Abstract: TH-PO187

Be Brash: Name That Rash

Session Information

Category: Nephrology Education

  • 1302 Fellows and Residents Case Reports

Authors

  • Kazerouninia, Amir, Baylor College of Medicine, Houston, Texas, United States
  • Afzal, Azka, Baylor College of Medicine, Houston, Texas, United States
  • Dave, Natasha Naresh, Baylor College of Medicine, Houston, Texas, United States
  • Raghavan, Rajeev, Baylor College of Medicine, Houston, Texas, United States
Background

Granulomatosis with polyangiitis (GPA), is a relatively rare, potentially fatal anti-neutrophil cytoplasmic antibody (ANCA)-associated vasculitis. It is characterized by necrotizing granulomatous inflammation and vasculitis, affecting predominantly small to medium vessels. Here, an uncommon manifestation of vasculitis—livedo racemosa—was not addressed and the patient suffered a stroke.

Methods

A 60-year-old woman with hypothyroidism presented to her PCP for rash, progressive weakness, stocking/glove numbness, and intermittent fevers. The rash was not described or addressed, but EMG was ordered. Within a week, she presented to the ED for the same complaints. She was febrile and studies were notable for leukocytosis, 1+ blood on urinalysis, anemia, and hypoalbuminemia. General medicine diagnosed polyneuropathy, began gabapentin, and discharged her from the ED.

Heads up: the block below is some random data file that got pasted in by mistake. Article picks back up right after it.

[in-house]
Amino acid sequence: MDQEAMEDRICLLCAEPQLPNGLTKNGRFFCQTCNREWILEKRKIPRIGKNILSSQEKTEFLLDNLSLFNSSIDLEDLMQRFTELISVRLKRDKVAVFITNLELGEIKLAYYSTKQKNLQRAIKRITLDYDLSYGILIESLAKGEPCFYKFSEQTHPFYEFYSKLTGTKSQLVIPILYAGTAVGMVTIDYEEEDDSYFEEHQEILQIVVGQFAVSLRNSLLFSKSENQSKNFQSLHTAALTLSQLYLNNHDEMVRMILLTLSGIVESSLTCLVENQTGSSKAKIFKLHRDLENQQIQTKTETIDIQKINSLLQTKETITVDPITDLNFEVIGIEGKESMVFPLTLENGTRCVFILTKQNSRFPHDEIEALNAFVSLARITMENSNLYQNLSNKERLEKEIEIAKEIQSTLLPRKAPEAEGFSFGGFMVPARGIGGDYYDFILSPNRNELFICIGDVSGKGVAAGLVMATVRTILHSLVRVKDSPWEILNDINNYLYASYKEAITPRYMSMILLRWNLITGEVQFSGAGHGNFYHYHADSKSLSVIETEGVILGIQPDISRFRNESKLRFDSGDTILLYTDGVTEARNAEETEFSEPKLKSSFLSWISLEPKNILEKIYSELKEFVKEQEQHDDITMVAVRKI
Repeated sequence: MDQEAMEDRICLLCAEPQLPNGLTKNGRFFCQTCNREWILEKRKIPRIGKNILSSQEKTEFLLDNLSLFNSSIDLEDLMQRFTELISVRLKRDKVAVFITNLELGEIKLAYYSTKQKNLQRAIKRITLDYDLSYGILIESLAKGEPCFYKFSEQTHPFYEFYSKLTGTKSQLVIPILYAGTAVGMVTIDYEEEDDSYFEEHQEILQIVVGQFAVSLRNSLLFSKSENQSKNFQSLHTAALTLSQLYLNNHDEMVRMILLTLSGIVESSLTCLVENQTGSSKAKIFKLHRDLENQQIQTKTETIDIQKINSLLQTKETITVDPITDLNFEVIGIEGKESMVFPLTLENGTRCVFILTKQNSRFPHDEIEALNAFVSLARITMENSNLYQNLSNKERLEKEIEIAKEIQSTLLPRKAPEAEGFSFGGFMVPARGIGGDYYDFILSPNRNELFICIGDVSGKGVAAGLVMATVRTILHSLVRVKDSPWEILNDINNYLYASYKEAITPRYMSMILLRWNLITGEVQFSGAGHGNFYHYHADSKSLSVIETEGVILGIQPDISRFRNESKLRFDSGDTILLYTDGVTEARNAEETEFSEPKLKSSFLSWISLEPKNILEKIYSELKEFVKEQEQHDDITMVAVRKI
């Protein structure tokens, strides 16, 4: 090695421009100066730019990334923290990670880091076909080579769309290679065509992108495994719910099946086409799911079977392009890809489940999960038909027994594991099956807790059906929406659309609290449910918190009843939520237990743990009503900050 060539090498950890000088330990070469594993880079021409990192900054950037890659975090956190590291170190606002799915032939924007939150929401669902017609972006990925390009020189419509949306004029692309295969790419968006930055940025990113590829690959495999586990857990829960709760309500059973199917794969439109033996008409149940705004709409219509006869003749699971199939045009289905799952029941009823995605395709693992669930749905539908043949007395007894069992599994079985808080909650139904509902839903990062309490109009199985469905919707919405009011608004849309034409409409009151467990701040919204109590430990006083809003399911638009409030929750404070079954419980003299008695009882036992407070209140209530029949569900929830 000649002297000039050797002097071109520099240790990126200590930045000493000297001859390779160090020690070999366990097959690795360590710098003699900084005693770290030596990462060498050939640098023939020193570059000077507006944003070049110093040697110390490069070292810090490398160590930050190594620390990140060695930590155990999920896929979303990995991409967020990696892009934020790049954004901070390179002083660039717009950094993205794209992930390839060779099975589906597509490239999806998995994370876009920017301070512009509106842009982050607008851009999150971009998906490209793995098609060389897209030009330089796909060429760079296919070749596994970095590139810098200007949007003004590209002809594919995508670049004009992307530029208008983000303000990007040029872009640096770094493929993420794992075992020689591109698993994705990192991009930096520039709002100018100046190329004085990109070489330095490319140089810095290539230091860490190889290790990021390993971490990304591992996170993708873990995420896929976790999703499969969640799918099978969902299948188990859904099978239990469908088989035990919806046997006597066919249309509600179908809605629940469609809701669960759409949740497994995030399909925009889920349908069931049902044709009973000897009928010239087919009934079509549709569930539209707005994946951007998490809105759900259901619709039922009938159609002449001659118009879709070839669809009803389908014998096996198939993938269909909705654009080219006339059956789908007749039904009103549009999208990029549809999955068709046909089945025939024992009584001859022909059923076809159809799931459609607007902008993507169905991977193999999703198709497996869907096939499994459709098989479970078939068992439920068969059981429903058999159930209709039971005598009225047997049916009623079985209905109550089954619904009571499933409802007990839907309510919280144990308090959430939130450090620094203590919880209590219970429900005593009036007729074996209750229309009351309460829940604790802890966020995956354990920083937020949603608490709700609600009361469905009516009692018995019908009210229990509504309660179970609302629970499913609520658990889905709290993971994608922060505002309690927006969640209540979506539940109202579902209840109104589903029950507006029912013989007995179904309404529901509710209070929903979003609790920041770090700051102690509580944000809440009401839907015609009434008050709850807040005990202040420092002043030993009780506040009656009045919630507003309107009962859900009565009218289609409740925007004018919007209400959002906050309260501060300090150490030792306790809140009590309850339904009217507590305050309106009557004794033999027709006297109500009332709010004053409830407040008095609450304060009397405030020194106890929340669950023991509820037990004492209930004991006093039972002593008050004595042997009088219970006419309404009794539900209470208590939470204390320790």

Shortly thereafter, she re-presented to the ED with a left fronto-temporal hemorrhagic stroke. Renal was consulted for AKI and noticed a purplish, lace-like, mottled, reticulated rash on both legs, suggestive of livedo reticularis, but with irregularities within the thickness of the reticulations, more consistent with livedo racemosa. Family noted the rash had been present for several months.

Her urine had RBC casts, serum was positive for MPO-ANCA, and kidney biopsy showed interstitial granulomas and focal partial artery necrosis, all evidencing GPA. Given hemorrhagic stroke at an uncommon site, brain angiography was performed showing subtle luminal irregularities in the bilateral small cerebral vessels consistent with CNS vasculitis. Chest CT and EMG were consistent with pulmonary and PNS GPA, respectively. She was given pulse dose steroids and started weekly rituximab infusions. The patient’s kidney function improved somewhat, but dysarthria continues, with only about 60% of her speech understandable by family members.

Conclusion

Livedo racemosa is always due to a secondary disorder and warrants further evaluation. Multiple clinicians missed the importance of her rash; any livedo-like rash in the setting of active urinary sediment, nondiabetic polyneuropathy, intermittent fevers, leukocytosis, anemia, and hypoalbuminemia should be biopsied allowing for early diagnosis of systemic illnesses such as vasculitis. If identified early, GPA remission is possible with immunosuppressive therapy, and may have prevented this patient's hemorrhagic stroke.